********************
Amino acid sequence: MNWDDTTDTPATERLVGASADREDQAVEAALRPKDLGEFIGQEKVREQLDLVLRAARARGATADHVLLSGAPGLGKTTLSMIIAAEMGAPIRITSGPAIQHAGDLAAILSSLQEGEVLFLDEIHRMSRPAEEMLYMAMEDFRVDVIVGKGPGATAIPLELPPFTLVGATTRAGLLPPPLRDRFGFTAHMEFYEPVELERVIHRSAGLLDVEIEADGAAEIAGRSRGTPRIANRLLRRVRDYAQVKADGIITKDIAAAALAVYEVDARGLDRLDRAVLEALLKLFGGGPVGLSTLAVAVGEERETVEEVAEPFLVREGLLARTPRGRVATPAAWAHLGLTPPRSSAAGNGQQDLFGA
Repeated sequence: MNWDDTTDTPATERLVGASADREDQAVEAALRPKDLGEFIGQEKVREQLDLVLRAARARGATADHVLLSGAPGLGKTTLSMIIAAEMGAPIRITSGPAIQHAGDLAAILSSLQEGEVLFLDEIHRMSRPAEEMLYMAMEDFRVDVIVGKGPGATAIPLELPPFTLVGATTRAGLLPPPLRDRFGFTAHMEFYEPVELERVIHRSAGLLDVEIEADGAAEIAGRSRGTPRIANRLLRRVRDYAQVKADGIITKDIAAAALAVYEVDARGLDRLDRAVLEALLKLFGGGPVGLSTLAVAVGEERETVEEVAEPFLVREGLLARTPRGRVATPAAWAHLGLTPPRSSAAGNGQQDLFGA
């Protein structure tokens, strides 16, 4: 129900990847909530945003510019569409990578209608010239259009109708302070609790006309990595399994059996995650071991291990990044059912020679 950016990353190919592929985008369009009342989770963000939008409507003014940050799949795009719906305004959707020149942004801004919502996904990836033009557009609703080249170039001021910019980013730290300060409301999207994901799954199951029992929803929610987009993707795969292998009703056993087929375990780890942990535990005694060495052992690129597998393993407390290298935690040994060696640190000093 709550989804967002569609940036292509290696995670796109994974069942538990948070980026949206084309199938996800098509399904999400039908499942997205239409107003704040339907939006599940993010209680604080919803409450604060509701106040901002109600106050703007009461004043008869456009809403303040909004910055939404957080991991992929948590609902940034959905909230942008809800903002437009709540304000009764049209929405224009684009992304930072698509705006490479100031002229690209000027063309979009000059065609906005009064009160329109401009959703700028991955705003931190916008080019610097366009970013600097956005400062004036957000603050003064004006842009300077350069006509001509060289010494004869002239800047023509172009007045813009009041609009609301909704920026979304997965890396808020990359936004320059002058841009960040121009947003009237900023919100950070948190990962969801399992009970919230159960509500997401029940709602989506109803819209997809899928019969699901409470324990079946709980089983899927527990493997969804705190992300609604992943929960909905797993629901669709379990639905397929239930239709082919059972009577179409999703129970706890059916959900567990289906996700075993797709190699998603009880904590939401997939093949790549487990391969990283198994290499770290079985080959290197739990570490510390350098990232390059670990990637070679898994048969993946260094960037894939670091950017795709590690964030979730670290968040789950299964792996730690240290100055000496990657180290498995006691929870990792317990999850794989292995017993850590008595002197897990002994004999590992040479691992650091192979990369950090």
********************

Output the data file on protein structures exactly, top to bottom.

Amino acid sequence: MNWDDTTDTPATERLVGASADREDQAVEAALRPKDLGEFIGQEKVREQLDLVLRAARARGATADHVLLSGAPGLGKTTLSMIIAAEMGAPIRITSGPAIQHAGDLAAILSSLQEGEVLFLDEIHRMSRPAEEMLYMAMEDFRVDVIVGKGPGATAIPLELPPFTLVGATTRAGLLPPPLRDRFGFTAHMEFYEPVELERVIHRSAGLLDVEIEADGAAEIAGRSRGTPRIANRLLRRVRDYAQVKADGIITKDIAAAALAVYEVDARGLDRLDRAVLEALLKLFGGGPVGLSTLAVAVGEERETVEEVAEPFLVREGLLARTPRGRVATPAAWAHLGLTPPRSSAAGNGQQDLFGA
Repeated sequence: MNWDDTTDTPATERLVGASADREDQAVEAALRPKDLGEFIGQEKVREQLDLVLRAARARGATADHVLLSGAPGLGKTTLSMIIAAEMGAPIRITSGPAIQHAGDLAAILSSLQEGEVLFLDEIHRMSRPAEEMLYMAMEDFRVDVIVGKGPGATAIPLELPPFTLVGATTRAGLLPPPLRDRFGFTAHMEFYEPVELERVIHRSAGLLDVEIEADGAAEIAGRSRGTPRIANRLLRRVRDYAQVKADGIITKDIAAAALAVYEVDARGLDRLDRAVLEALLKLFGGGPVGLSTLAVAVGEERETVEEVAEPFLVREGLLARTPRGRVATPAAWAHLGLTPPRSSAAGNGQQDLFGA
């Protein structure tokens, strides 16, 4: 129900990847909530945003510019569409990578209608010239259009109708302070609790006309990595399994059996995650071991291990990044059912020679 950016990353190919592929985008369009009342989770963000939008409507003014940050799949795009719906305004959707020149942004801004919502996904990836033009557009609703080249170039001021910019980013730290300060409301999207994901799954199951029992929803929610987009993707795969292998009703056993087929375990780890942990535990005694060495052992690129597998393993407390290298935690040994060696640190000093 709550989804967002569609940036292509290696995670796109994974069942538990948070980026949206084309199938996800098509399904999400039908499942997205239409107003704040339907939006599940993010209680604080919803409450604060509701106040901002109600106050703007009461004043008869456009809403303040909004910055939404957080991991992929948590609902940034959905909230942008809800903002437009709540304000009764049209929405224009684009992304930072698509705006490479100031002229690209000027063309979009000059065609906005009064009160329109401009959703700028991955705003931190916008080019610097366009970013600097956005400062004036957000603050003064004006842009300077350069006509001509060289010494004869002239800047023509172009007045813009009041609009609301909704920026979304997965890396808020990359936004320059002058841009960040121009947003009237900023919100950070948190990962969801399992009970919230159960509500997401029940709602989506109803819209997809899928019969699901409470324990079946709980089983899927527990493997969804705190992300609604992943929960909905797993629901669709379990639905397929239930239709082919059972009577179409999703129970706890059916959900567990289906996700075993797709190699998603009880904590939401997939093949790549487990391969990283198994290499770290079985080959290197739990570490510390350098990232390059670990990637070679898994048969993946260094960037894939670091950017795709590690964030979730670290968040789950299964792996730690240290100055000496990657180290498995006691929870990792317990999850794989292995017993850590008595002197897990002994004999590992040479691992650091192979990369950090």